New York Magazine Presents Thorough and Compelling Narrative that COVID-19 Originated in Wuhan Lab

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So this is going to feel like a bit of a homework assignment, but I would highly advise carving out 90 minutes to read this story by Nicholson Baker in New York Magazine. In it, he presents a thorough, nuanced, and compelling hypothesis that COVID-19 originated in a lab in Wuhan. It is the type of print journalism that you might see only once or twice a year, with its combination of exhaustiveness and clarity. Yes, it is very long and it offers a lot of complicated information. So perhaps turn on a jazz album in your headphones or, better yet, on a speaker to help ease the tension of getting through it.

Baker has authority on the subject because he is the author of a book called Baseless, which documents the Pentagon program Project Baseless. Begun in 1951, Project Baseless sought to rapidly develop chemical and biological warfare for the United States to be deployed if need be against Cold War Communist enemies.

In his NY Mag piece, Baker posits that the COVID-19 virus was not the result of biological warfare by China, but rather a human error coming from decades of pursuing vaccines for viruses that have either been largely contained or not yet manifested. What makes Baker’s story here credible, in my opinion, is that he actually acknowledges he might be wrong and that the virus could indeed have come from nature.

The story goes step-by-step, weaving through the background of not just the Cold War era lab work previously mentioned, but also the post-9/11 boom in coronavirus and vaccine studies. It points out that human error is not unprecedented in causing deaths from lab work mishaps, but that it hasn’t grown to a catastrophic level like this before.

Wuhan is the site of China’s only BSL-4 lab, which the story notes “is a maximum-security biosafety-level-four facility, used to house research on the most dangerous known pathogens.” There are 11 of these facilities located in the United States. The lab in Wuhan faced delays in getting off the ground due to safety protocols. From the story:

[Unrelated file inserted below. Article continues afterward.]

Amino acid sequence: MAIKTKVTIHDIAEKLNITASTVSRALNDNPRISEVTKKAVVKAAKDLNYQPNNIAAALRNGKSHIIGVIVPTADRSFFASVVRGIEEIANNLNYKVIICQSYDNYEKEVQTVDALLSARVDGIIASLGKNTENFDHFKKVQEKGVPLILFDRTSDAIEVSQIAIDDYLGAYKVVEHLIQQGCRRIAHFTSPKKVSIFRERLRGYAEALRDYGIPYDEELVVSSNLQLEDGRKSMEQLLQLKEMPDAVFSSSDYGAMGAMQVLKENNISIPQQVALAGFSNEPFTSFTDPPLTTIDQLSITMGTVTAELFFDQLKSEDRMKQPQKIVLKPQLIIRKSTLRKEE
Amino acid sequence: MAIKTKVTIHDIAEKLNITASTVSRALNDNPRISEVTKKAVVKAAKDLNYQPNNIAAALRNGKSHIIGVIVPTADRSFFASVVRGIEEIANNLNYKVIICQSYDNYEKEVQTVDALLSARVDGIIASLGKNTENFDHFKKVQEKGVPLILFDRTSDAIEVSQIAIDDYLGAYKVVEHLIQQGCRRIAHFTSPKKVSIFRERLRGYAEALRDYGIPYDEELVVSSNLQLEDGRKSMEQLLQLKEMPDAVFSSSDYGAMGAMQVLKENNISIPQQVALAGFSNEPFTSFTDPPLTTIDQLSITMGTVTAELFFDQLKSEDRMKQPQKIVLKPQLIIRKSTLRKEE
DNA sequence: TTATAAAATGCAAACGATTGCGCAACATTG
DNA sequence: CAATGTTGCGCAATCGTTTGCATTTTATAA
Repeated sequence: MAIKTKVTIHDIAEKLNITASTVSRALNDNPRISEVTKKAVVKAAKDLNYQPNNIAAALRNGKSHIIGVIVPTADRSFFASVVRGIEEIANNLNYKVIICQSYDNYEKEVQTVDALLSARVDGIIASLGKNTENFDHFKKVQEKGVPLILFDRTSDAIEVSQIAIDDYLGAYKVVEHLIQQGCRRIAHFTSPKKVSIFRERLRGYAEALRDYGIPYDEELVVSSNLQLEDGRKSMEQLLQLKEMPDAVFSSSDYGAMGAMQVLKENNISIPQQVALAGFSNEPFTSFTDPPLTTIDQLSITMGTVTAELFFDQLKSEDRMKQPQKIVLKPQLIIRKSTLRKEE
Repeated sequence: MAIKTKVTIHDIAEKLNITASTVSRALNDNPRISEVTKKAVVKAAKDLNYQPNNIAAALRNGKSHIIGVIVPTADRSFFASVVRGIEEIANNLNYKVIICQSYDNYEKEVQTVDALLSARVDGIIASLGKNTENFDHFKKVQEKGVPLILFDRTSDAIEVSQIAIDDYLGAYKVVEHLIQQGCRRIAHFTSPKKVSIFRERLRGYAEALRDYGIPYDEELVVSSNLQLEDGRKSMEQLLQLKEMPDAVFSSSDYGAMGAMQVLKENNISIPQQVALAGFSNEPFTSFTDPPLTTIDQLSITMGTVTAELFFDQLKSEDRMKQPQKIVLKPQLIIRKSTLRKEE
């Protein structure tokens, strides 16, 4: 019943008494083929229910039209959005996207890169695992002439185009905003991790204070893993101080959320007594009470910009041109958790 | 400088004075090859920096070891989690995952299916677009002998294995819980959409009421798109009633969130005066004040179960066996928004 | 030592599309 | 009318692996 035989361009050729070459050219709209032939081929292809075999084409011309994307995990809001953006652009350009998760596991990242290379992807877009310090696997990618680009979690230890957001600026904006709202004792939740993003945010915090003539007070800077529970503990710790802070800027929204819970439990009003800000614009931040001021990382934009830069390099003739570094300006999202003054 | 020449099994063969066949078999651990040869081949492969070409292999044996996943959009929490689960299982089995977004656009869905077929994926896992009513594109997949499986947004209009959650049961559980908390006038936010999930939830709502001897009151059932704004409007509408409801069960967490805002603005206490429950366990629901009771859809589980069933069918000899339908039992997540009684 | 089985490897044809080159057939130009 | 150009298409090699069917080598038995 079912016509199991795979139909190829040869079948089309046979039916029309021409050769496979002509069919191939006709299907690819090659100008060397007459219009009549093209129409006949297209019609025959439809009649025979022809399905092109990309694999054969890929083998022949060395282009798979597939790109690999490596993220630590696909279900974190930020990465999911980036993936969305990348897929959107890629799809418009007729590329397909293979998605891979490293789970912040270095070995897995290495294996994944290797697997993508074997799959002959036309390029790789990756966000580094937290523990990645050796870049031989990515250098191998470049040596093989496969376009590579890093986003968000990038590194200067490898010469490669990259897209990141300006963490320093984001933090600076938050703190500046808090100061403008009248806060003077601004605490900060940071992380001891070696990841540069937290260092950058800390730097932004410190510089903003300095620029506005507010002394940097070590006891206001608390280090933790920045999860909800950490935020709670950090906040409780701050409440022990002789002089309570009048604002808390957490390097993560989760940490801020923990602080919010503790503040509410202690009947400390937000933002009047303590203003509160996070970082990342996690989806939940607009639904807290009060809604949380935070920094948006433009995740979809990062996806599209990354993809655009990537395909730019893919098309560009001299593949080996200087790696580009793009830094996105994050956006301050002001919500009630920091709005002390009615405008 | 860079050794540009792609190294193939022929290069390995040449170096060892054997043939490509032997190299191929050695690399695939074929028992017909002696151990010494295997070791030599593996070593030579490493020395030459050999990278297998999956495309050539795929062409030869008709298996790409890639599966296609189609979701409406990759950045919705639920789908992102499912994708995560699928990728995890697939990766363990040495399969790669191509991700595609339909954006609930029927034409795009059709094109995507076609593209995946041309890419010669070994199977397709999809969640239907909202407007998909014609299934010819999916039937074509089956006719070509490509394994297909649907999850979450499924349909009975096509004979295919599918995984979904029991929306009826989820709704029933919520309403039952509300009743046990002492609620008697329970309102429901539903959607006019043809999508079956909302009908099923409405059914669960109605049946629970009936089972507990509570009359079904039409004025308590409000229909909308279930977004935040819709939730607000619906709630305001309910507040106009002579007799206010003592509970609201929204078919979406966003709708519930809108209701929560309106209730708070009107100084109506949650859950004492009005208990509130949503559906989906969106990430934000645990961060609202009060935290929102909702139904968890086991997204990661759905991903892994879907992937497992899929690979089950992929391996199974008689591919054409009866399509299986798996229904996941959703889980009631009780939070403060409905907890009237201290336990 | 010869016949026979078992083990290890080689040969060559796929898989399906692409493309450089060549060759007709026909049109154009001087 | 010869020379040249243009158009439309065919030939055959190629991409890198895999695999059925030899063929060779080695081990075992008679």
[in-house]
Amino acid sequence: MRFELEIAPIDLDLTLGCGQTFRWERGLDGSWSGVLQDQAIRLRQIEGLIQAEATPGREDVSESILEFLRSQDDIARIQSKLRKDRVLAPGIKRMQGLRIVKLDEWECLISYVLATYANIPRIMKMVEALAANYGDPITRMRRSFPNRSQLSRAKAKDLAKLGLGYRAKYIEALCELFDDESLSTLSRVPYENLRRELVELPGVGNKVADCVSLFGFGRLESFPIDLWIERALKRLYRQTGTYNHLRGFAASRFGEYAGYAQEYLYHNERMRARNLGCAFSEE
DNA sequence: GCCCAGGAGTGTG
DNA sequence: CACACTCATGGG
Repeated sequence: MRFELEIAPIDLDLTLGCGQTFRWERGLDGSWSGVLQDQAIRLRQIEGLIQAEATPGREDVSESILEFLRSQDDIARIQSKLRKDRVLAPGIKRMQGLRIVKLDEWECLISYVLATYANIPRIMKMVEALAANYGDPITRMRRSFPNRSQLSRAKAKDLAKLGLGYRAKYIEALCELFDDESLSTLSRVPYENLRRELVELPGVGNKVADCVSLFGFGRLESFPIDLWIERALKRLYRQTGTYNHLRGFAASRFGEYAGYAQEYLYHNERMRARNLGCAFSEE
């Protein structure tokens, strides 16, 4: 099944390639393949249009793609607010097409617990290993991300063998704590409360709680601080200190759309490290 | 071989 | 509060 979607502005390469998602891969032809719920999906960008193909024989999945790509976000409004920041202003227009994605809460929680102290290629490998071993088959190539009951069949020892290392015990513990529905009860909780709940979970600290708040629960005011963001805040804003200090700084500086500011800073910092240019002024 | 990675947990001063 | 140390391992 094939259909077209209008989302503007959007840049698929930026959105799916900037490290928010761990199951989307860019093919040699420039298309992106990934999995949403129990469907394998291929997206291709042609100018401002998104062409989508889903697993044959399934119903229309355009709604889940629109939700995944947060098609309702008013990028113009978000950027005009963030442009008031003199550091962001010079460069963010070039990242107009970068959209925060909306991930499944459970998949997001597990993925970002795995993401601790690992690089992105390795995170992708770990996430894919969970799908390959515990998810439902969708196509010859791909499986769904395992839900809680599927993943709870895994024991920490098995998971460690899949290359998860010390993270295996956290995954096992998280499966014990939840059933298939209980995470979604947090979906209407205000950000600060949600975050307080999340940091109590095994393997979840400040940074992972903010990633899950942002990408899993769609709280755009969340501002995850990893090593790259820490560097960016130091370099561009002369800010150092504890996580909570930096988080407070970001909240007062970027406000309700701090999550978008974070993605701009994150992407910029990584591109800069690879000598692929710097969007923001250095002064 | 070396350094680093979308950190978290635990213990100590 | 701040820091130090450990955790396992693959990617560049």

In January 2015, the brand-new BSL-4 lab in Wuhan, built by a French contractor, celebrated its opening, but full safety certification came slowly. According to State Department cables from 2018 leaked to the Washington Post, the new BSL-4 lab had some start-up problems, including “a serious shortage of appropriately trained technicians and investigators needed to safely operate this high-containment laboratory.” The staff had gotten some training at a BSL-4 lab in Galveston, Texas, but they were doing potentially dangerous work with SARS-like viruses, the memo said, and they needed more help from the U.S.

If you had to boil down the whole story into one paragraph, here it is:

For more than 15 years, coronavirologists strove to prove that the threat of SARS was ever present and must be defended against, and they proved it by showing how they could doctor the viruses they stored in order to force them to jump species and go directly from bats to humans. More and more bat viruses came in from the field teams, and they were sequenced and synthesized and “rewired,” to use a term that Baric likes. In this international potluck supper of genetic cookery, hundreds of new variant diseases were invented and stored. And then one day, perhaps, somebody messed up. It’s at least a reasonable, “parsimonious” explanation of what might have happened.

If you take away anything from the article, it’s that perhaps the most important thing for the whole world would be to study every nook and cranny of how this virus originated. We already know that China has gone to extraordinary lengths to cover everything up. They had a systematic, widespread domestic and international propaganda campaign to amplify compliments about how they handled the outbreak and to silence any questioning. The WHO investigation was stonewalled by China.

I will conclude by, again, urging you to read the whole New York Magazine story, because a summary cannot do it justice. Spreading this story far and wide may also incentivize more work like it.

Written by Ryan Glasspiegel

Ryan Glasspiegel grew up in Connecticut, graduated from University of Wisconsin-Madison, and lives in Chicago. Before OutKick, he wrote for Sports Illustrated and The Big Lead. He enjoys expensive bourbon and cheap beer.


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